(88.) Franklin E. Zimring, Populism, Democratic Government, and the Decline of Expert Authority: Some Reflections on Three Strikes in California, 28 PAC. L. J. 243 (1996).

(89.) Recent trends in Swiss criminal justice policy provide further evidence of the linkage between extensive use of direct democracy tools and the populist character of criminal justice policy. For example, in 2010, Swiss voters approved a new constitutional provision requiring the automatic expulsion of foreign nationals convicted of certain criminal offenses specified by law, including benefit fraud. In 2004, an initiative requiring the lifelong detention of dangerous sexual and violent offenders was approved. On the difficulties in reconciling the outcomes of recent initiatives in the field of criminal justice with fundamental constitutional rights, see Daniel Moeckli, Of Minarets and Foreign Criminals: Swiss Direct Democracy and Human Rights, 11 HUM. RTS. L. REV. 774 (2011).

(90.) LACEY, supra note 14, at 70.


(92.) Steiker, supra note 77, at 119.

(93.) Tonry, supra note 51, pp. 61-53.


(95.) Tonry, supra note 5196* at 61.

(96.) Steiker, supra note 77, at 116.

(97.) Id.

(98.) Nancy Gertner, A Short History of American Sentencing: Too Little Law, Too Much Law, Or Just Right, 100 J. GRIM. L. & CRIMINOLOGY 691,692 (2010).

(99.) See United States v. Booker, 543 U.S. 220 (2005); Blakely v. Washington, 542 U.S. 296 (2004).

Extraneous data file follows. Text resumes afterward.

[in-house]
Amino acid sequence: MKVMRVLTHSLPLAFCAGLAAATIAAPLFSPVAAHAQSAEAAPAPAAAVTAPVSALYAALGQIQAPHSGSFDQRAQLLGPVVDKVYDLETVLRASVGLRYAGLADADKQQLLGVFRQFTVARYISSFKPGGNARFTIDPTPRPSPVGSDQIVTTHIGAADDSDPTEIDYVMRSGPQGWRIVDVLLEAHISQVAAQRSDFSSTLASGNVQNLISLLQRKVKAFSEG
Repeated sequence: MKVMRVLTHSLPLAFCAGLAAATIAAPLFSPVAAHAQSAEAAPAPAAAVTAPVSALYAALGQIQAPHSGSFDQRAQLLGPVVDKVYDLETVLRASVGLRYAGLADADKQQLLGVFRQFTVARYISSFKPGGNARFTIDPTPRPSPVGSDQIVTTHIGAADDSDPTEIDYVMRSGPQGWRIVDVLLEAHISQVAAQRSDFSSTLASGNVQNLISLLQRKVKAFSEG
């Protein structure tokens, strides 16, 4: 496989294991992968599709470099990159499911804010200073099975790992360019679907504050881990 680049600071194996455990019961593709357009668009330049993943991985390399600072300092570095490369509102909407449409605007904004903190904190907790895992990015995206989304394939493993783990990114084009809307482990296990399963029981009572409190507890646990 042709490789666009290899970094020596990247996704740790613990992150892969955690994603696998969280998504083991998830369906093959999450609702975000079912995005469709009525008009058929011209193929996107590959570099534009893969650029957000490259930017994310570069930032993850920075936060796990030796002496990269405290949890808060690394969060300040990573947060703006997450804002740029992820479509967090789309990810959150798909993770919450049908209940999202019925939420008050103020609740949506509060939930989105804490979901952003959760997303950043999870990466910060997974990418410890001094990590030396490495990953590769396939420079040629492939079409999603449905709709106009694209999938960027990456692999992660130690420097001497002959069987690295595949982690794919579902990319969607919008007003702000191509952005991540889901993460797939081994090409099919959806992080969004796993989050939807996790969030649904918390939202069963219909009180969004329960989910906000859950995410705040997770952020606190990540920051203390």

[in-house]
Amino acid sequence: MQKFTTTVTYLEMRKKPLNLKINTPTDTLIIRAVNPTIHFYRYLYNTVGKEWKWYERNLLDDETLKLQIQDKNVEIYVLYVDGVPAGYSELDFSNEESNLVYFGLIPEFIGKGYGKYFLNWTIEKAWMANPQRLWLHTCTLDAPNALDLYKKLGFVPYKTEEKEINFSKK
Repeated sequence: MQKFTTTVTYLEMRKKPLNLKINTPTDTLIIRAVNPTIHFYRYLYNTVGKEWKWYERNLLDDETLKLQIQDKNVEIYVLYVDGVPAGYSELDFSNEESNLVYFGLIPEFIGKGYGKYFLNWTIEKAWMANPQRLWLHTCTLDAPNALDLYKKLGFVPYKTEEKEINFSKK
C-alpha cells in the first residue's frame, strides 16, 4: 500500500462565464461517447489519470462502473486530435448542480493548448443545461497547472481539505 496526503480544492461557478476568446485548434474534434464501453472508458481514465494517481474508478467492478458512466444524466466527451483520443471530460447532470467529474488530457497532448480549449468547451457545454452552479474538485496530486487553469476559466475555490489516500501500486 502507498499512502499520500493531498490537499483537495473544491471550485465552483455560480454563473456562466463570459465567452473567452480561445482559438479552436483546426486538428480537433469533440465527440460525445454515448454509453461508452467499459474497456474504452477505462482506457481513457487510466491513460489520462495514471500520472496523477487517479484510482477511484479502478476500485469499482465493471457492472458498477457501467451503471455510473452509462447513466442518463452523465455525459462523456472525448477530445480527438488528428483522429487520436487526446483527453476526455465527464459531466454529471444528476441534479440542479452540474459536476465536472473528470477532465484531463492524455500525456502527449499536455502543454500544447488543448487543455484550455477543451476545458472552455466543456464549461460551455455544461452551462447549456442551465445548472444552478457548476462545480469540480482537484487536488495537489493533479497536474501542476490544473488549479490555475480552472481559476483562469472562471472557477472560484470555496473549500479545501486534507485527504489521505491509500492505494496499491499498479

(100.) Ashworth, supra note 59, at 62.

(101.) Joachim Savelsberg, Knowledge, Domination, and Criminal Punishment, 99 AM. J. SOC. 911 (1994).

(102.) Arguably, scholars in the continental tradition played a prominent role in formulating legal codes already in the Roman period. The important parts of Justinian's Corpus Juris Civilis were formulated by Juris consults, recognized experts on the law who formally had neither legislative nor judicial function. See JOHN H. MARRYMAN & REGELIO PEREZ-PERDOMO, THE CIVIL LAW TRADITION 57 (3d ed. 2007).

(103.) Id. at 31.

(104.) Julian V. Roberts, American Attitudes about Punishment: Myth and Reality, in SENTENCING REFORM IN OVERCROWDED TIMES 250 (Michael Tonry & Kathleen Hatlestad eds., 1997).

(105.) Id. at 253.

(106.) LACEY, supra note 14, at 71.

(107.) Nestler, supra note 33, 119-20.

(108.) See Paul H. Robinson & Barbara A. Spellman, Sentencing Decisions: Matching the Decisionmaker to the Decision Nature, 105 COLUM. L. REV. 1124 (2005).

(109.) LACEY, supra note 14, at 94.


(111.) SHAPIRO, supra note 94, at 151.

(112.) KAGAN, supra note 91, at 79.